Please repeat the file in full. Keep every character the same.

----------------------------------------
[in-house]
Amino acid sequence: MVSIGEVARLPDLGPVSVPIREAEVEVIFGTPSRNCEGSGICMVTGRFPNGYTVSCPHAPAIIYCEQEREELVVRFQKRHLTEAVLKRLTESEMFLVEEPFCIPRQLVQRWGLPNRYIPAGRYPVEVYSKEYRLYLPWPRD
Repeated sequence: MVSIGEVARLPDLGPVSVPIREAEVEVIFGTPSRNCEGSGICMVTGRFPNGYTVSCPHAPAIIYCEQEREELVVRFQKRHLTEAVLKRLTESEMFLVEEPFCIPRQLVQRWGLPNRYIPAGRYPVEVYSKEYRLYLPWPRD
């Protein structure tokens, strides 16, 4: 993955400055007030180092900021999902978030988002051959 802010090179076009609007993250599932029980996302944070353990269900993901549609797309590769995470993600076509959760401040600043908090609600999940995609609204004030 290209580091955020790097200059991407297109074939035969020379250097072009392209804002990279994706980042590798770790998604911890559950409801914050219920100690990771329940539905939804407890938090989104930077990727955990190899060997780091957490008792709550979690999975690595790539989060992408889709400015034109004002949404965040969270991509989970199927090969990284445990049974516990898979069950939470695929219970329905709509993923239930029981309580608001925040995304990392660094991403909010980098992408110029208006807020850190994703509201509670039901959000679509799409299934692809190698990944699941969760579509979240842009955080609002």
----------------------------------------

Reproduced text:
[in-house]
Amino acid sequence: MVSIGEVARLPDLGPVSVPIREAEVEVIFGTPSRNCEGSGICMVTGRFPNGYTVSCPHAPAIIYCEQEREELVVRFQKRHLTEAVLKRLTESEMFLVEEPFCIPRQLVQRWGLPNRYIPAGRYPVEVYSKEYRLYLPWPRD
Repeated sequence: MVSIGEVARLPDLGPVSVPIREAEVEVIFGTPSRNCEGSGICMVTGRFPNGYTVSCPHAPAIIYCEQEREELVVRFQKRHLTEAVLKRLTESEMFLVEEPFCIPRQLVQRWGLPNRYIPAGRYPVEVYSKEYRLYLPWPRD
């Protein structure tokens, strides 16, 4: 993955400055007030180092900021999902978030988002051959 802010090179076009609007993250599932029980996302944070353990269900993901549609797309590769995470993600076509959760401040600043908090609600999940995609609204004030 290209580091955020790097200059991407297109074939035969020379250097072009392209804002990279994706980042590798770790998604911890559950409801914050219920100690990771329940539905939804407890938090989104930077990727955990190899060997780091957490008792709550979690999975690595790539989060992408889709400015034109004002949404965040969270991509989970199927090969990284445990049974516990898979069950939470695929219970329905709509993923239930029981309580608001925040995304990392660094991403909010980098992408110029208006807020850190994703509201509670039901959000679509799409299934692809190698990944699941969760579509979240842009955080609002």